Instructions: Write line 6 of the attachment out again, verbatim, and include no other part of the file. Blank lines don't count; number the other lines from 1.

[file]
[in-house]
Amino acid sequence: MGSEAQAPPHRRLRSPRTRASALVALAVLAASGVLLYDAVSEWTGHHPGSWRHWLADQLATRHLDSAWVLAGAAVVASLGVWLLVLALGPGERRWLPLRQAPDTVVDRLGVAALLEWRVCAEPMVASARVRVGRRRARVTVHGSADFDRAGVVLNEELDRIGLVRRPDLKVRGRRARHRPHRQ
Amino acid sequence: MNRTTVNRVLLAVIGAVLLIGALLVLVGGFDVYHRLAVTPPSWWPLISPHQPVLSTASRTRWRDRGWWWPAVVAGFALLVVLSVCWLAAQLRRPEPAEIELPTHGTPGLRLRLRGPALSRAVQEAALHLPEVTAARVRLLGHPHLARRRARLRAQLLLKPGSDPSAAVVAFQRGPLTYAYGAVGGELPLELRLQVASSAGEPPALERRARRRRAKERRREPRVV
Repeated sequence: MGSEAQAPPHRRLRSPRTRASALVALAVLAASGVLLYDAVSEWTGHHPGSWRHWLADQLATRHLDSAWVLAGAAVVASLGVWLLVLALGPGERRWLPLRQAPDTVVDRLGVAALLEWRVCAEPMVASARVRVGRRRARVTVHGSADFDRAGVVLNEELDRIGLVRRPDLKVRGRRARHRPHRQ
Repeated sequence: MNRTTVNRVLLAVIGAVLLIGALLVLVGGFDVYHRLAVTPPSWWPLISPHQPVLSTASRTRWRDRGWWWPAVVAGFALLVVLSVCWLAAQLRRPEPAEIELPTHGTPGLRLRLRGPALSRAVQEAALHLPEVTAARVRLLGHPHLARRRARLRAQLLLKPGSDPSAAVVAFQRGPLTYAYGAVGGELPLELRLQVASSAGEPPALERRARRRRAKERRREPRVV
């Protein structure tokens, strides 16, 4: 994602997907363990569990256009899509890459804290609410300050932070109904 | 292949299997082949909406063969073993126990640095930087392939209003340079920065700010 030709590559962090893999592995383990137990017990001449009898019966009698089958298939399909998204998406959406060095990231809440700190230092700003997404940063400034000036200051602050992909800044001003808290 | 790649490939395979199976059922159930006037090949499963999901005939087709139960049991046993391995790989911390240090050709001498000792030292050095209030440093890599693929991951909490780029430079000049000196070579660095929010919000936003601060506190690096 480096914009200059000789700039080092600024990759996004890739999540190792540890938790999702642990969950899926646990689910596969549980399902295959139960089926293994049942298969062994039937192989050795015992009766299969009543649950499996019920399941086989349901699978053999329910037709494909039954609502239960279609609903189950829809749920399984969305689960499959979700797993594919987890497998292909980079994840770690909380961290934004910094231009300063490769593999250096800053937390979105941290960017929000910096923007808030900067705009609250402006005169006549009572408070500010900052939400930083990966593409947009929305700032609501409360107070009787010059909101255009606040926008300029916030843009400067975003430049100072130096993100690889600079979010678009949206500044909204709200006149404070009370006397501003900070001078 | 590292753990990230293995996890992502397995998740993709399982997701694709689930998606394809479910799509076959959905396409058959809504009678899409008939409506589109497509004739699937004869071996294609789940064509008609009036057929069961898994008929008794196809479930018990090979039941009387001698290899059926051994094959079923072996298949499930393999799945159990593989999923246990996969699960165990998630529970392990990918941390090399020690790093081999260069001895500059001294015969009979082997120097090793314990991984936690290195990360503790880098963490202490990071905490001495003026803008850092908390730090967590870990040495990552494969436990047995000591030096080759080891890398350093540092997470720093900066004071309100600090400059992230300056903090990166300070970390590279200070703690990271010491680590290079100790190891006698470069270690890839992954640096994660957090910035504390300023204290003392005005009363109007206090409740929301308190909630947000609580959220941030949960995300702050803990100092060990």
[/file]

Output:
């Protein structure tokens, strides 16, 4: 994602997907363990569990256009899509890459804290609410300050932070109904 | 292949299997082949909406063969073993126990640095930087392939209003340079920065700010 030709590559962090893999592995383990137990017990001449009898019966009698089958298939399909998204998406959406060095990231809440700190230092700003997404940063400034000036200051602050992909800044001003808290 | 790649490939395979199976059922159930006037090949499963999901005939087709139960049991046993391995790989911390240090050709001498000792030292050095209030440093890599693929991951909490780029430079000049000196070579660095929010919000936003601060506190690096 480096914009200059000789700039080092600024990759996004890739999540190792540890938790999702642990969950899926646990689910596969549980399902295959139960089926293994049942298969062994039937192989050795015992009766299969009543649950499996019920399941086989349901699978053999329910037709494909039954609502239960279609609903189950829809749920399984969305689960499959979700797993594919987890497998292909980079994840770690909380961290934004910094231009300063490769593999250096800053937390979105941290960017929000910096923007808030900067705009609250402006005169006549009572408070500010900052939400930083990966593409947009929305700032609501409360107070009787010059909101255009606040926008300029916030843009400067975003430049100072130096993100690889600079979010678009949206500044909204709200006149404070009370006397501003900070001078 | 590292753990990230293995996890992502397995998740993709399982997701694709689930998606394809479910799509076959959905396409058959809504009678899409008939409506589109497509004739699937004869071996294609789940064509008609009036057929069961898994008929008794196809479930018990090979039941009387001698290899059926051994094959079923072996298949499930393999799945159990593989999923246990996969699960165990998630529970392990990918941390090399020690790093081999260069001895500059001294015969009979082997120097090793314990991984936690290195990360503790880098963490202490990071905490001495003026803008850092908390730090967590870990040495990552494969436990047995000591030096080759080891890398350093540092997470720093900066004071309100600090400059992230300056903090990166300070970390590279200070703690990271010491680590290079100790190891006698470069270690890839992954640096994660957090910035504390300023204290003392005005009363109007206090409740929301308190909630947000609580959220941030949960995300702050803990100092060990």